Wake Up Man!

Okay, people – look at the title of this post. If you’re a stickler like me, you’ll see what’s wrong with it immediately. This sentence appeared in a NescafĂ© advertisement that was hung on numerous billboards around my area a few years ago. My mother, who taught me all I know about the proper use of English, and I sighed loudly each and every time we passed one of these advertisements. I know I make occasional grammatical mistakes. I know I make more than a few mistakes regarding the proper use of punctuation marks – but then again, I believe many people ignore the finer print of the rules of punctuation and that this is okay for most writers.

Then again, there is a limit. For those who haven’t realized it, the mistake in the title is the lack of a comma between the phrase “wake up” and the person it’s addressing: “man.” This mistake, to any English sticklers, or sticklers-in-training like me, is glaring.

Here’s another one. Remember that movie with Sandra Bullock and Hugh Grant? The title is this: Two Weeks Notice. This is another example where the mistake is glaringly obnoxious – two weeks notice doesn’t mean anything! It SHOULD be Two Weeks Notice – notice that little apostrophe there? Quite important, in terms of meaning.

I love language and I adore words – I’ve said as much before. I’m willing to accept proofreading slipups in books or mistakes caused by simply not knowing the language. I do NOT, however, have to accept mistakes made knowingly and purposefully in order to make a poster look less “cluttered” or “complicated.” How can we strive to educate the masses if we’re willing to drop punctuation marks to make things easier? How is this okay?!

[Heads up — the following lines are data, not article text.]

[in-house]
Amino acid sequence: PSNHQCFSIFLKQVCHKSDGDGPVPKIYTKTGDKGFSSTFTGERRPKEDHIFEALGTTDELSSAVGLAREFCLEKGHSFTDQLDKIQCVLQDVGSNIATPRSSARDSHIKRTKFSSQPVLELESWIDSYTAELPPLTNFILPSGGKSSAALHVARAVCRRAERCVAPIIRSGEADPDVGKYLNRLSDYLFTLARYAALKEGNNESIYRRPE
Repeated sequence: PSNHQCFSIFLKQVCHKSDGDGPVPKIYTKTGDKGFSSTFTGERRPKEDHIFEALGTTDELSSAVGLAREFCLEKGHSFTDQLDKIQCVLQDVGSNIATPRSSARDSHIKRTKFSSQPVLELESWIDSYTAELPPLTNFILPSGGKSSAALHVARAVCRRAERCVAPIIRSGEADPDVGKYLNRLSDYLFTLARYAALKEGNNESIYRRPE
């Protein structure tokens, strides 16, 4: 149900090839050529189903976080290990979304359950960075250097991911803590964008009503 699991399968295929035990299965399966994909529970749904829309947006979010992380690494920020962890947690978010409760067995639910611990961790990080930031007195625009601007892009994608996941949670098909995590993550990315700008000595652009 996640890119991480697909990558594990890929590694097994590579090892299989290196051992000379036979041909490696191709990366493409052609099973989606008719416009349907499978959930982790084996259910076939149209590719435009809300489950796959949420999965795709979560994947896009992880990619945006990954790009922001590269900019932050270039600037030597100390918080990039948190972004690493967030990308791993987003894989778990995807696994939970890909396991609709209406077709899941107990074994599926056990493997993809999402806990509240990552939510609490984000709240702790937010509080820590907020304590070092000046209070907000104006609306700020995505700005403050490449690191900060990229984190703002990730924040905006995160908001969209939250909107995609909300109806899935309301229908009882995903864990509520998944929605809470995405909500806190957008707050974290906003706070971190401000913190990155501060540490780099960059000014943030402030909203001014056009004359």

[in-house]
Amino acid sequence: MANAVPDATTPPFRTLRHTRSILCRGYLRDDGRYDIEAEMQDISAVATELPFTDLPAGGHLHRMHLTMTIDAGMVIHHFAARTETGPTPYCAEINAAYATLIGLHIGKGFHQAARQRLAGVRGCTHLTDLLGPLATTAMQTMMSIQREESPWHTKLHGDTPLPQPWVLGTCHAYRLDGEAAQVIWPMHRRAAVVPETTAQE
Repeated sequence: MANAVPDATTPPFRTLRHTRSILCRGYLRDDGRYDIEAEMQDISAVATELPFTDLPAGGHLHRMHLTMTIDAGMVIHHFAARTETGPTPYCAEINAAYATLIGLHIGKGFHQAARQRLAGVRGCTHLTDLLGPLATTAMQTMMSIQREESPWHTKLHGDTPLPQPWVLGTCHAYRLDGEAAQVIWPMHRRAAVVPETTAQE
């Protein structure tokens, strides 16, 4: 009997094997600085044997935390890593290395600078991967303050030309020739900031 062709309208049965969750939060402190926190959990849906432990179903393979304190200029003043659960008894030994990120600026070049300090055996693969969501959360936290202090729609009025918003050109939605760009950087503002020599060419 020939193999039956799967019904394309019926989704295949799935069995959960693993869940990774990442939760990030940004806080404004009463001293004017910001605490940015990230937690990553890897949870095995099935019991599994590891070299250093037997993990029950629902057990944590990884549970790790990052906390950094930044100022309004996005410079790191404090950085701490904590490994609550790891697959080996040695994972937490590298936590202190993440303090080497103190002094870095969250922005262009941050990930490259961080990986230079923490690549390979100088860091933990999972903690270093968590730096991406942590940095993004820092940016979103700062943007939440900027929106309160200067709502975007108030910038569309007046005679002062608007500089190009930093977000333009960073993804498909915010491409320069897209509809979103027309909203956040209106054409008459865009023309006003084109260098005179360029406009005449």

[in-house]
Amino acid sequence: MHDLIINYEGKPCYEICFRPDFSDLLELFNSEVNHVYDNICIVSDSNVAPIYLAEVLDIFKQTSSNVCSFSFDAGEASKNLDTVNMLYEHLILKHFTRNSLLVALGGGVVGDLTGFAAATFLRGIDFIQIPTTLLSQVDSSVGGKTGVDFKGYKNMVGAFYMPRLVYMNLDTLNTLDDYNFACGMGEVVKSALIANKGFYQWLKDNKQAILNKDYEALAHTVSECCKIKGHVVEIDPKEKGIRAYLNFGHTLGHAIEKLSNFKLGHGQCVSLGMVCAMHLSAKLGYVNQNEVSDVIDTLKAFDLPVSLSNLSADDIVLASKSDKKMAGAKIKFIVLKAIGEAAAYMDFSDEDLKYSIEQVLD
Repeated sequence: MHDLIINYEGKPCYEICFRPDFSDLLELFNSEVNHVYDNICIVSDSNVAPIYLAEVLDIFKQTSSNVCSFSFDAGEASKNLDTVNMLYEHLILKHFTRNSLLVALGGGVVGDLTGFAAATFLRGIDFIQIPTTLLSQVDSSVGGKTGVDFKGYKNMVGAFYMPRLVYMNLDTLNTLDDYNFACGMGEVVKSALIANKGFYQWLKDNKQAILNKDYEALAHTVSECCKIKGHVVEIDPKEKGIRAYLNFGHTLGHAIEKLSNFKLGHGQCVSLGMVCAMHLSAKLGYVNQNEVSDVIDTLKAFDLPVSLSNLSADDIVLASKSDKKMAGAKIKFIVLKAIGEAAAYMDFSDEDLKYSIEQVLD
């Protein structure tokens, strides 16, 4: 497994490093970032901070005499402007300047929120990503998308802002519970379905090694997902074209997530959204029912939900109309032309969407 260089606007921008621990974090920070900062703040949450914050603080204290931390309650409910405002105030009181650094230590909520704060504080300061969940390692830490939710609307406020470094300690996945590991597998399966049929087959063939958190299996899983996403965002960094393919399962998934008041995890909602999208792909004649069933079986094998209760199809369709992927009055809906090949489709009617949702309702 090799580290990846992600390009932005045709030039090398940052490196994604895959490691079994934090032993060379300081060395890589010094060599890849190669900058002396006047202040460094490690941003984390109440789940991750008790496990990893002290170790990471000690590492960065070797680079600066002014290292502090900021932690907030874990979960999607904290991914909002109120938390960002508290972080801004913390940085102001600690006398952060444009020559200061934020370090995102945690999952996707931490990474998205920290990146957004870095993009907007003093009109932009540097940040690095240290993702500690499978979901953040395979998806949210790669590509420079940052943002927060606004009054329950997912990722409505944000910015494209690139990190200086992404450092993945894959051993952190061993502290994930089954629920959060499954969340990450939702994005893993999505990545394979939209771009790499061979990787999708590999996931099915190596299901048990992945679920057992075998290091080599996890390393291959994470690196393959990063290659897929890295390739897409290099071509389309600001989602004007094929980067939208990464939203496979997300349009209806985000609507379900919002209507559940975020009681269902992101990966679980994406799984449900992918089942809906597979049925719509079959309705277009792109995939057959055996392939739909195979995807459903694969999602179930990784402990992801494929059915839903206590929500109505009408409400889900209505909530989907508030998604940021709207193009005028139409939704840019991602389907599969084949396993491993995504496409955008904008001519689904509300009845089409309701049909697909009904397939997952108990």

Emily Dickinson

Ever since I read a silly little-girl book that had an explanation about who Emily Dickinson was, I’ve liked her. I only read a few of her poems back then, but I loved the idea of her. Not only was her name beautiful, but she had a certain strange charm about her – a recluse, misunderstood, hated having people look at her, wrote all the time… She was an appealing mystery.
When I went on my college-trip, I had the great pleasure of taking a class at Occidental College in Los Angeles. The class I chose was a class about Emily Dickinson’s poetry. The poem we studied was this, number 202:

“Faith” is a fine invention

For Gentlemen who see!

But Microscopes are prudent

In an Emergency!

The amount of discussion and conversation that went into the quotation marks around the first word, faith, was astounding. We spent an hour, a whole hour, on the meanings that can be derived from that. Perhaps she meant faith as a concept, perhaps she meant to be ironic or sarcastic about the meaning of faith, perhaps she simply wanted to make sure it was clear she meant the word faith as its own thing. Emily Dickinson usually has underlined words in her poems, odd capitalisation in the middle of sentences, strange and mysterious punctuation – all these things are great for beginning discussions in class.

Ms. M gave me a complete set of Emily Dickinson’s poems as a gift after I raved about that class. Her poems are beautiful. I consider myself now a fan.